EKOVA: Space Lullabies & Fantasmagore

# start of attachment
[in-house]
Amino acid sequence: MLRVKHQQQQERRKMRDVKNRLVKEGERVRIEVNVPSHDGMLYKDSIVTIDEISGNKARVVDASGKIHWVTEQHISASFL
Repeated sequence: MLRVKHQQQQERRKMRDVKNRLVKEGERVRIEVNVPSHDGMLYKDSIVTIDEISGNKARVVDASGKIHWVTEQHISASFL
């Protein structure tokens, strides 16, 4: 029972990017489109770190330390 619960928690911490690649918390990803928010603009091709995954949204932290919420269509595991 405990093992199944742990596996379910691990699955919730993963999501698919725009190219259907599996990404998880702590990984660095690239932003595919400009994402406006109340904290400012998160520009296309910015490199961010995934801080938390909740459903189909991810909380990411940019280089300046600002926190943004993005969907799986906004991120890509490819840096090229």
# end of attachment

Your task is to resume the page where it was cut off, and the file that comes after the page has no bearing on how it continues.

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Ekova’s sound is all about exotica — a fanciful blend of real world traditions with pop experimentation from guitarist-luteist Mehdi Haddab and percussionist Arach Khalatbari, and strange, nonsense vocals from cellist Diedre DuBois. Dubois’ ethereal glossalalia is cute at first, and rides over the moody, shifting soundscapes nicely. But after a while, it curdles into something reminiscent of Kate Bush at her most obnoxious and pretentious.The music, on the other hand, is smart and challenging. Unlike a lot of “worldbeat” projects that merely mine non-Western musical traditions for exotic flavor, Ekova really seems to inhabit this music. When the group bends and blends musical styles, it’s from an insider’s perspective that understands where the music should go and, more importantly, where it shouldn’t. On North African-inflected tracks, including “The Chase,” Ekova makes the music wail properly, while on Central American-styled tracks, such as “Steel Bird,” the music is suitably light and full of flutes and marimbas. The programming is deft, too, and not as heavy-handed as it often is on these kinds of projects.Of course, not every track works, and sometimes the listener is left with failed experiments (the pots-and-pans banging intro to “In the Kitchen” probably seemed like a good idea at the time) to go with DuBois’ ridiculous gibberish. But if you can get past these flaws, Space Lullabies yields up more than a few pleasant surprises. – Tom Pryor

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